Ryan Calo, a residential fellow at the Center for Internet & Society, is quoted on how Facebook has changed the nature of privacy on the Internet. Scott Duke Harris of the San Jose Mercury News filed this story:
The other day on the Internet, one man's Facebook circle received a public service announcement of sorts: This goes out to any girl that ive ever been with. I got tested today for Herpes and i came out positive.
Privacy just isn't what it used to be.
With Facebook at the forefront, social networking companies with business models hungry for personal data and a youthful generation raised on the Internet seem to be pulling the 21st century toward a more "transparent" culture, in the approving words of Mark Zuckerberg, the social networking giant's 26-year-old founder. Facebook's stated mission: "Giving people the power to share and make the world more open and connected." In other words, letting more people know more about each other.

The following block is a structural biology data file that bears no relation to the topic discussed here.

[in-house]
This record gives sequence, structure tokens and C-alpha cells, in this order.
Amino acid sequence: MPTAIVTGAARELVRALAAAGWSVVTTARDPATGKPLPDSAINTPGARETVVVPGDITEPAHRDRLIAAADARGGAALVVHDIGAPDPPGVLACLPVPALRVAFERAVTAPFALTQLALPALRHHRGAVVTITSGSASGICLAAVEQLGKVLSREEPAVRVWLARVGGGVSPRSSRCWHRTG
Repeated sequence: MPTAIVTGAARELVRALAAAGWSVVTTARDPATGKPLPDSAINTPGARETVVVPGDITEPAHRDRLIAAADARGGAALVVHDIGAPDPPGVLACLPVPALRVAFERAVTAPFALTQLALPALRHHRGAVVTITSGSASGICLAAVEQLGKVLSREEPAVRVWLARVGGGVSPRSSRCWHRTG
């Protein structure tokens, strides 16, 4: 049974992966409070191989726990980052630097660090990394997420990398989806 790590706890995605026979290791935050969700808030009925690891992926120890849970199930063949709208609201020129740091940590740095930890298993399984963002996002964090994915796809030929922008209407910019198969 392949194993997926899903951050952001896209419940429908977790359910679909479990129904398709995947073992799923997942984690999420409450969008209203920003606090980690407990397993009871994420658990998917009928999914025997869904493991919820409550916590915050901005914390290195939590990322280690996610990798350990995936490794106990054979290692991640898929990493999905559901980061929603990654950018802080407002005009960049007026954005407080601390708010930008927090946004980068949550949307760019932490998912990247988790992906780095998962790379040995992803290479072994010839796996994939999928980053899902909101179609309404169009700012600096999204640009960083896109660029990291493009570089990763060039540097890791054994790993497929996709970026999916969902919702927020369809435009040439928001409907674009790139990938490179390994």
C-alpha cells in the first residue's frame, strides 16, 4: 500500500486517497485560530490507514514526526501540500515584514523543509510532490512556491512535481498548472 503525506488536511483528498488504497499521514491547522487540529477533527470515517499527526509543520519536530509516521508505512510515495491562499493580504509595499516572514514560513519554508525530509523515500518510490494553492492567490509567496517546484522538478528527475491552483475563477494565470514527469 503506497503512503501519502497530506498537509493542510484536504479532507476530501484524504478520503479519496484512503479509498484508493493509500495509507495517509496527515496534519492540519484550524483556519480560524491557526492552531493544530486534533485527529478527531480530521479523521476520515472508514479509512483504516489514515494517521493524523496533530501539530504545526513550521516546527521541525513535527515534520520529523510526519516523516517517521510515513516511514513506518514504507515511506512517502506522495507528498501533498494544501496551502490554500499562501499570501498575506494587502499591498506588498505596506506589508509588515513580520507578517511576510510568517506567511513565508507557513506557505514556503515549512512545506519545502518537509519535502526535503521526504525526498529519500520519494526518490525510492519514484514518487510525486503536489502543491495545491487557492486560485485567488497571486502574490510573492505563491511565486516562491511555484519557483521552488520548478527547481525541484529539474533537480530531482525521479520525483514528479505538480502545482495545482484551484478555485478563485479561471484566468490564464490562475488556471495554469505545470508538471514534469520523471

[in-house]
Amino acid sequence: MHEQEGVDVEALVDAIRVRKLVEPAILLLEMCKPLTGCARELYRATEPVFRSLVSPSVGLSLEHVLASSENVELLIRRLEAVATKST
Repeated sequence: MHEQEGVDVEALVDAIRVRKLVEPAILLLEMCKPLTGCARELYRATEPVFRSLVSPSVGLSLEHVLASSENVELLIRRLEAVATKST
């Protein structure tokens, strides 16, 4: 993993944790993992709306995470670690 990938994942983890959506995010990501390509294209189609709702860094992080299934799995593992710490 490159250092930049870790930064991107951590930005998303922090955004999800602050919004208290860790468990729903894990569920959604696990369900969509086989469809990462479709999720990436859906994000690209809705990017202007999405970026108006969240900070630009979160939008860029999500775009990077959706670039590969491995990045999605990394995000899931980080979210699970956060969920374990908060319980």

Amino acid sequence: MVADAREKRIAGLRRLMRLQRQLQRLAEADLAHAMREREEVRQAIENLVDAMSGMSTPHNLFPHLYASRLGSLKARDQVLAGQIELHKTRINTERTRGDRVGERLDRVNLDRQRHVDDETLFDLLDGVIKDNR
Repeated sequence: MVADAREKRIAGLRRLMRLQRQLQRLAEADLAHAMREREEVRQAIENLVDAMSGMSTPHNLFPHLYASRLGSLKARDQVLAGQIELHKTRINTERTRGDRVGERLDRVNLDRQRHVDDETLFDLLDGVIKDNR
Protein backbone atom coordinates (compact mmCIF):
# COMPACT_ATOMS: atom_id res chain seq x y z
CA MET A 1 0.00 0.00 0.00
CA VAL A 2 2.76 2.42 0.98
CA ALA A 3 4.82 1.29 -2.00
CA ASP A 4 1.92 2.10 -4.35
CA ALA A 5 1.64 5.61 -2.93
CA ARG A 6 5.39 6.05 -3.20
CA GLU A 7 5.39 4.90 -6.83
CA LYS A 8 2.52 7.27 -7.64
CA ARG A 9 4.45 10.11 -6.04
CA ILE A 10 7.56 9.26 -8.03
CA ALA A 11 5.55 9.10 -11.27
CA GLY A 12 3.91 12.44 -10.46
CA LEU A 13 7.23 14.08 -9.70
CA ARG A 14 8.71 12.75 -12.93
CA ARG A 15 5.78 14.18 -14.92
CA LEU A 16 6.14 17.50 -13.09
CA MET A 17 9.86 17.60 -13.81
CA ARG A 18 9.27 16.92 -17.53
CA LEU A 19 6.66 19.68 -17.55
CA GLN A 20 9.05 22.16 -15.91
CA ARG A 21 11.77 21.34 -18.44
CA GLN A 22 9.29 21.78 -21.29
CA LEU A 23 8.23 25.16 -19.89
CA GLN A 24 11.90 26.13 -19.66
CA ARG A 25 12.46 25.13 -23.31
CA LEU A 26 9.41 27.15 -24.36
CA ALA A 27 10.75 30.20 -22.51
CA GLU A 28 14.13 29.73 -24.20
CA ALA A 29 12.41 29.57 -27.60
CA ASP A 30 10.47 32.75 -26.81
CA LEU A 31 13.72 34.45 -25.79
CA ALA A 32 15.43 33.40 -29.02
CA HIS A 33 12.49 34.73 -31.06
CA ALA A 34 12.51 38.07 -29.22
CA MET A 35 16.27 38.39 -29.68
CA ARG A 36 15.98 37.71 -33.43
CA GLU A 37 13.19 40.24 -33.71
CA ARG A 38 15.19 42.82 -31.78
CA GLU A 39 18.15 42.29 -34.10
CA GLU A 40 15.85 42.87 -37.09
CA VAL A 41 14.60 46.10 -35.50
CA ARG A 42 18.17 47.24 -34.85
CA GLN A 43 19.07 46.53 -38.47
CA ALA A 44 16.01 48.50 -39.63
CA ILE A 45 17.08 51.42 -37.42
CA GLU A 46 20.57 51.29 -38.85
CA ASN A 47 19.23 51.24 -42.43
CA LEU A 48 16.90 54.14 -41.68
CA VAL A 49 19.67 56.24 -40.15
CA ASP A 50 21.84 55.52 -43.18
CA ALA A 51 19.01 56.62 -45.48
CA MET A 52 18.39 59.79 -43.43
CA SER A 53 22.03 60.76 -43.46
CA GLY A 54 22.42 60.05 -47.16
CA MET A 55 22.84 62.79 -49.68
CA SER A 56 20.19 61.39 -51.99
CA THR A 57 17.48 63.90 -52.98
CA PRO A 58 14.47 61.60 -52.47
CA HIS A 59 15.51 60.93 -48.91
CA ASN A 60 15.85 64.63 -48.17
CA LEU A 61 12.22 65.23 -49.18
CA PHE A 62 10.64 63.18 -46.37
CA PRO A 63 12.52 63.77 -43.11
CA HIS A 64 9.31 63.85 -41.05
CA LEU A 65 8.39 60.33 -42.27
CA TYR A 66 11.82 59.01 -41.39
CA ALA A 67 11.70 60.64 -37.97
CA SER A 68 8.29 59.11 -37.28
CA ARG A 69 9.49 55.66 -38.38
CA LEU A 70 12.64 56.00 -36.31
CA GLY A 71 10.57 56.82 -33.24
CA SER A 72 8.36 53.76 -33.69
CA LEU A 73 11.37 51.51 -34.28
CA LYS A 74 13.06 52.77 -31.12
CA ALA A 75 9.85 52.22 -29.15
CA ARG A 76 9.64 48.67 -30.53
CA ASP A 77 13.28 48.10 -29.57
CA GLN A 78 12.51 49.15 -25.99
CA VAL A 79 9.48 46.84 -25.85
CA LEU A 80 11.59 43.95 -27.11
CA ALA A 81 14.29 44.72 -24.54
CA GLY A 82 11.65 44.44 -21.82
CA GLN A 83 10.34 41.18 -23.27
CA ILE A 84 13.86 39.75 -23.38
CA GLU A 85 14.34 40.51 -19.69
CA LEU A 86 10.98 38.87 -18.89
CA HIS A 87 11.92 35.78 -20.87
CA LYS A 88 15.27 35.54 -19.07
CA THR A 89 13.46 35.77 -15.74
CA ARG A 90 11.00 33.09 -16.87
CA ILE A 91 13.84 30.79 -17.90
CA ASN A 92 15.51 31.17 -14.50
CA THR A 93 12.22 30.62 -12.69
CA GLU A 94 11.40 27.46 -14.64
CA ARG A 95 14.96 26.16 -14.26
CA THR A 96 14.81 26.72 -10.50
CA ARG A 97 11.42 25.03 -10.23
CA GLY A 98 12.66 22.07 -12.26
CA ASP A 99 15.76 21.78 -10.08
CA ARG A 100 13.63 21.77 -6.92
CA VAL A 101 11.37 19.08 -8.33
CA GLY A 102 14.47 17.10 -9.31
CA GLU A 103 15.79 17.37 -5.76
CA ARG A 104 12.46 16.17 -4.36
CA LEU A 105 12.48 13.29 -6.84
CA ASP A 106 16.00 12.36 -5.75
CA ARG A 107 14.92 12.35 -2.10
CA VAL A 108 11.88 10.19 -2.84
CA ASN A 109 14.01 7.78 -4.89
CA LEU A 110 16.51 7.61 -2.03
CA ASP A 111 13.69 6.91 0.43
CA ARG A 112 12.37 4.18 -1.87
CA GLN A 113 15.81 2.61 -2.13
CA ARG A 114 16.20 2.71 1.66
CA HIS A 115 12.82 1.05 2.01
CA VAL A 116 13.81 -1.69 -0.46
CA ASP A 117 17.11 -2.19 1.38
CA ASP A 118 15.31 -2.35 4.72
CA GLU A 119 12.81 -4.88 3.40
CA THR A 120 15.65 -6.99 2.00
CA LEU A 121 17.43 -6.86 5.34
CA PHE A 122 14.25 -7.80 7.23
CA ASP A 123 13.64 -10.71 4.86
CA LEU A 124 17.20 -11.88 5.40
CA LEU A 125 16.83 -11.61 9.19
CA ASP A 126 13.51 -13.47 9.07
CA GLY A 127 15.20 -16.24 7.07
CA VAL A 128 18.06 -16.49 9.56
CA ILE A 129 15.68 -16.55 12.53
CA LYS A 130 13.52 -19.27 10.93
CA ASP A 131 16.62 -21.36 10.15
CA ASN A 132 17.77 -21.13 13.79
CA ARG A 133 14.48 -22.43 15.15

People report in studies that they care deeply about privacy," said Ryan Calo, a fellow at Stanford Law School's Center for Internet and Society. "But then people don't seem to act in a way that protects their privacy."
"Right now, many companies are trying to get as much information as they can because it's so valuable," Calo said. Consumers would find reason for pause, he suggested, if they contemplated "these privacy policies that nobody reads."